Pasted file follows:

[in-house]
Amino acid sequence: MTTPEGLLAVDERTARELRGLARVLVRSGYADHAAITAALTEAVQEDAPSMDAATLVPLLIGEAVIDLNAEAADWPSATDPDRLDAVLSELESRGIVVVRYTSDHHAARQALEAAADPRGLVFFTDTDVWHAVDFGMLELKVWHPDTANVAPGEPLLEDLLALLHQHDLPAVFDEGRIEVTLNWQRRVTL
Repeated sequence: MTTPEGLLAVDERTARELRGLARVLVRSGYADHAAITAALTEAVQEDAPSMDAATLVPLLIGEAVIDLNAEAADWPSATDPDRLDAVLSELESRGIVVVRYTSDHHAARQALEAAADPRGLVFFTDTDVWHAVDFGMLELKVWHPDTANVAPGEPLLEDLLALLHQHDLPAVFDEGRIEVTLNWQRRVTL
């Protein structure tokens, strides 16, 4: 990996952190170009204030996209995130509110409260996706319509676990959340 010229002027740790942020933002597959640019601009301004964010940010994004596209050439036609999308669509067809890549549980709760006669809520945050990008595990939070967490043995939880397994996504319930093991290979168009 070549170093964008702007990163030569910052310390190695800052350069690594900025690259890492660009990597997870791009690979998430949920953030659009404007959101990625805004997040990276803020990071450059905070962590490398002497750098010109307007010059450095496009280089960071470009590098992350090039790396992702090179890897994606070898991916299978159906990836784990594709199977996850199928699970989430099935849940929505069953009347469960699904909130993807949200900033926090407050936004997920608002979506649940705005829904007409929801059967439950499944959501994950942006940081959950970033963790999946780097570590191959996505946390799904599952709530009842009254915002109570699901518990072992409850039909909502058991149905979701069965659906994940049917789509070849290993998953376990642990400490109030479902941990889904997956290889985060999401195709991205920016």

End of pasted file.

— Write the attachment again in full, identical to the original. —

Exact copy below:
[in-house]
Amino acid sequence: MTTPEGLLAVDERTARELRGLARVLVRSGYADHAAITAALTEAVQEDAPSMDAATLVPLLIGEAVIDLNAEAADWPSATDPDRLDAVLSELESRGIVVVRYTSDHHAARQALEAAADPRGLVFFTDTDVWHAVDFGMLELKVWHPDTANVAPGEPLLEDLLALLHQHDLPAVFDEGRIEVTLNWQRRVTL
Repeated sequence: MTTPEGLLAVDERTARELRGLARVLVRSGYADHAAITAALTEAVQEDAPSMDAATLVPLLIGEAVIDLNAEAADWPSATDPDRLDAVLSELESRGIVVVRYTSDHHAARQALEAAADPRGLVFFTDTDVWHAVDFGMLELKVWHPDTANVAPGEPLLEDLLALLHQHDLPAVFDEGRIEVTLNWQRRVTL
């Protein structure tokens, strides 16, 4: 990996952190170009204030996209995130509110409260996706319509676990959340 010229002027740790942020933002597959640019601009301004964010940010994004596209050439036609999308669509067809890549549980709760006669809520945050990008595990939070967490043995939880397994996504319930093991290979168009 070549170093964008702007990163030569910052310390190695800052350069690594900025690259890492660009990597997870791009690979998430949920953030659009404007959101990625805004997040990276803020990071450059905070962590490398002497750098010109307007010059450095496009280089960071470009590098992350090039790396992702090179890897994606070898991916299978159906990836784990594709199977996850199928699970989430099935849940929505069953009347469960699904909130993807949200900033926090407050936004997920608002979506649940705005829904007409929801059967439950499944959501994950942006940081959950970033963790999946780097570590191959996505946390799904599952709530009842009254915002109570699901518990072992409850039909909502058991149905979701069965659906994940049917789509070849290993998953376990642990400490109030479902941990889904997956290889985060999401195709991205920016």